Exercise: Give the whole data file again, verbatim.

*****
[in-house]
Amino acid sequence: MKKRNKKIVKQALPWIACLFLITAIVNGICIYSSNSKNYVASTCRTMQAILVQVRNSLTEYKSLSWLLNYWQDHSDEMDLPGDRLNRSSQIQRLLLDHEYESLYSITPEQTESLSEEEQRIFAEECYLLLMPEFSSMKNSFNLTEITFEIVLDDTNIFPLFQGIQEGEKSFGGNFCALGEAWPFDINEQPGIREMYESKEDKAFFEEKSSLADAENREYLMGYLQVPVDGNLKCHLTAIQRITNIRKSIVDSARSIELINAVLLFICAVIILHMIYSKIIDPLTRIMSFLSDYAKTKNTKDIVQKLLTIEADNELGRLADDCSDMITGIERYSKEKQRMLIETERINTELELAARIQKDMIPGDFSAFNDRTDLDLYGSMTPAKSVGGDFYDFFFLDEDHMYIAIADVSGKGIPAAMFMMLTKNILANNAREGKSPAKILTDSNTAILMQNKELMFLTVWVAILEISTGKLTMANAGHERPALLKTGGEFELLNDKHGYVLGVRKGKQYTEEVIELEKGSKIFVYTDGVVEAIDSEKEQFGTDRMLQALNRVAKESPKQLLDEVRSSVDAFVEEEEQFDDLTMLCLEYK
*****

[in-house]
Amino acid sequence: MKKRNKKIVKQALPWIACLFLITAIVNGICIYSSNSKNYVASTCRTMQAILVQVRNSLTEYKSLSWLLNYWQDHSDEMDLPGDRLNRSSQIQRLLLDHEYESLYSITPEQTESLSEEEQRIFAEECYLLLMPEFSSMKNSFNLTEITFEIVLDDTNIFPLFQGIQEGEKSFGGNFCALGEAWPFDINEQPGIREMYESKEDKAFFEEKSSLADAENREYLMGYLQVPVDGNLKCHLTAIQRITNIRKSIVDSARSIELINAVLLFICAVIILHMIYSKIIDPLTRIMSFLSDYAKTKNTKDIVQKLLTIEADNELGRLADDCSDMITGIERYSKEKQRMLIETERINTELELAARIQKDMIPGDFSAFNDRTDLDLYGSMTPAKSVGGDFYDFFFLDEDHMYIAIADVSGKGIPAAMFMMLTKNILANNAREGKSPAKILTDSNTAILMQNKELMFLTVWVAILEISTGKLTMANAGHERPALLKTGGEFELLNDKHGYVLGVRKGKQYTEEVIELEKGSKIFVYTDGVVEAIDSEKEQFGTDRMLQALNRVAKESPKQLLDEVRSSVDAFVEEEEQFDDLTMLCLEYK